What factors should the homeowner consider, or what questions should the homeowner be asking, as the proposed loan term modification is being considered? The following includes my assessment of whether the particular factor is a positive (PRO) or negative (CON) in making the decision about whether to accept a proposed long term loan modification.
1. What are the projections for housing prices? Obviously no one has a crystal ball, but you should be able to get some general idea of the direction that prices are headed, and what the expectations are for the housing market in the area the home is in. If prices are headed in the negative direction, or in a positive direction, but at a tepid pace, say a few percent a year, then it is: CON.
2. Under somewhat of a best case scenario analysis, how long would it take for the market value of the home to reach the level of the debt against it? Or, putting it differently, what percentage increase each year would the home have to appreciate in value in order for the home’s market value to be equal to the debt against the home after, say, seven years? (I use seven years because that is the historical average for a person staying in the same home). If at the end of seven years, the homeowner is still going to have a loan which exceeds the value of the home, then it is: CON.
3. Would the homeowner be better off, financially, to take the credit hit now, rather than waiting until some time down the road? If the homeowner is already in default, the credit hit has already occurred, and perhaps there are other events which have occurred resulting in the homeowner having a low credit score today, and the expectation is that the future will be better and the homeowner will be repairing their credit over the next number of years, then this is a negative consideration for accepting a modification, as the deferral of the major adverse credit consequence of a short sale or foreclosure will now occur at a point in time in the future when otherwise the homeowner has been doing well. Overall: a CON.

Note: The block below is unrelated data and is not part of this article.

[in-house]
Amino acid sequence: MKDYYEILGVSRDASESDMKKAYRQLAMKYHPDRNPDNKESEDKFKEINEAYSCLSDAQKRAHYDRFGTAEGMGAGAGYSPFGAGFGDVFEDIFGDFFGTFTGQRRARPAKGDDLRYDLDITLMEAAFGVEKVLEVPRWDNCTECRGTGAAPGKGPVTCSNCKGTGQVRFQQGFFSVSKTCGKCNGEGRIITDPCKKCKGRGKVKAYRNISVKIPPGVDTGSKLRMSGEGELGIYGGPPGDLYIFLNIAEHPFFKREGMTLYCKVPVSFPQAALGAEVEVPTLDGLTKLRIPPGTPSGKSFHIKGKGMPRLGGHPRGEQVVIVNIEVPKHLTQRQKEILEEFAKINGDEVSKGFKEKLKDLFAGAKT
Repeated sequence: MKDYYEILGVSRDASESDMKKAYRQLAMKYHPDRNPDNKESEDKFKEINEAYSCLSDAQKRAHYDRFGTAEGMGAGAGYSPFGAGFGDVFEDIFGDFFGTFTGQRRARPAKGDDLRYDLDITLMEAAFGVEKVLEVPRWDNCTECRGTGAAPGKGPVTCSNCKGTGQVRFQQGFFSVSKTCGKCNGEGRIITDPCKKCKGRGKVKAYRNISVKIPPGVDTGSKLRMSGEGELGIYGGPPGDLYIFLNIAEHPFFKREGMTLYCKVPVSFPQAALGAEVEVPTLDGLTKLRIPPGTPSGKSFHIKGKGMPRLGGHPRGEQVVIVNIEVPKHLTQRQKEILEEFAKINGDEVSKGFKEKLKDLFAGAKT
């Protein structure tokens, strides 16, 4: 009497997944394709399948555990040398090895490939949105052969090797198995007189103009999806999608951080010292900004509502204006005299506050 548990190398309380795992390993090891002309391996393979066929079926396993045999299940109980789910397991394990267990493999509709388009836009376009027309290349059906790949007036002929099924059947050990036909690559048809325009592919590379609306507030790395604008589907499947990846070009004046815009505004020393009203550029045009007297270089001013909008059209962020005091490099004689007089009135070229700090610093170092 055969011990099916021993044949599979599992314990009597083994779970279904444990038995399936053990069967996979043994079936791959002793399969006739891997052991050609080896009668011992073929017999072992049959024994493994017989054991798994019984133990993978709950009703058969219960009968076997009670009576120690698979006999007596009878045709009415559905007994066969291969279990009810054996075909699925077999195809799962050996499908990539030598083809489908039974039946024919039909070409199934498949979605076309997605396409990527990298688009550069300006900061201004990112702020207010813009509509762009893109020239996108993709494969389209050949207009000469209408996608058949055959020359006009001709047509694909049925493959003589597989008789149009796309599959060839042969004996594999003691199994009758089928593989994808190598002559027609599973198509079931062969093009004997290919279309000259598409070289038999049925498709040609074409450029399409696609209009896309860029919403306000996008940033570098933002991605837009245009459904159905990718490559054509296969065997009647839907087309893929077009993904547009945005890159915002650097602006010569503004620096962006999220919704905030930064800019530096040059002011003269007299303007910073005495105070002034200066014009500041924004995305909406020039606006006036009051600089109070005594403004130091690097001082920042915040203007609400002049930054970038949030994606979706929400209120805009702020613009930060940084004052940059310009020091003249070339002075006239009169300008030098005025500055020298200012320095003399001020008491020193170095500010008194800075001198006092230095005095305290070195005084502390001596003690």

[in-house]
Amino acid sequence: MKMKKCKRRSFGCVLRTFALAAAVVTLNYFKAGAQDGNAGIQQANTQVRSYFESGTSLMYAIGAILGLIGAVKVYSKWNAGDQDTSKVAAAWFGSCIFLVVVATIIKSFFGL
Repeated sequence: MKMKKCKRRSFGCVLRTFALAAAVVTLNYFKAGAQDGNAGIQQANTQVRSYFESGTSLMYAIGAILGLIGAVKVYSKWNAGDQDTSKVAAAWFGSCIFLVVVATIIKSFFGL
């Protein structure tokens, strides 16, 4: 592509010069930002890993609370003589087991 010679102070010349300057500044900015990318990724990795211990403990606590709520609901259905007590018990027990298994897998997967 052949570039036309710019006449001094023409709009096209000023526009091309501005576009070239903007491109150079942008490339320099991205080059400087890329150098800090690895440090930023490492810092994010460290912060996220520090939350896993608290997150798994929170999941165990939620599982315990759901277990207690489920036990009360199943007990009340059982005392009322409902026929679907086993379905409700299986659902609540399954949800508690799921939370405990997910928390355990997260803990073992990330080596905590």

4. A refinance in the near future is likely out of the question, given the value of the property being less than the amount of the loan, unless the homeowner brings money to the table to buy down the loan, so the opportunity to take advantage of low interest rates on any refinancing is likely non-existent. CON.
5. What are the current tax ramifications of a short sale of the property or a foreclosure sale versus what might exist in the future? For example, if the home is the primary residence, the exclusion of the
1099 discharge of indebtedness income could be available through the federal Mortgage Forgiveness Debt Relief Act. That legislation may not be around several years from now (it was just extended only for only one year, until December 31, 2013). Likely a CON.
6. What are the tax ramifications of a reduced interest rate? Ordinarily, this would be viewed as a good thing, as out of the monthly payment, the principal balance would be paid down more quickly. But in the context of a substantial underwater property, I believe it could be argued that the homeowner would be worse off, because of the reduced deduction for mortgage interest payments, while the homeowner would be paying more towards paying down principal on a loan which ultimately doesn’t help the homeowner. In fact, one could argue that in any such modification, the homeowner would be better off having an interest only payment for a long term loan. Overall, a CON.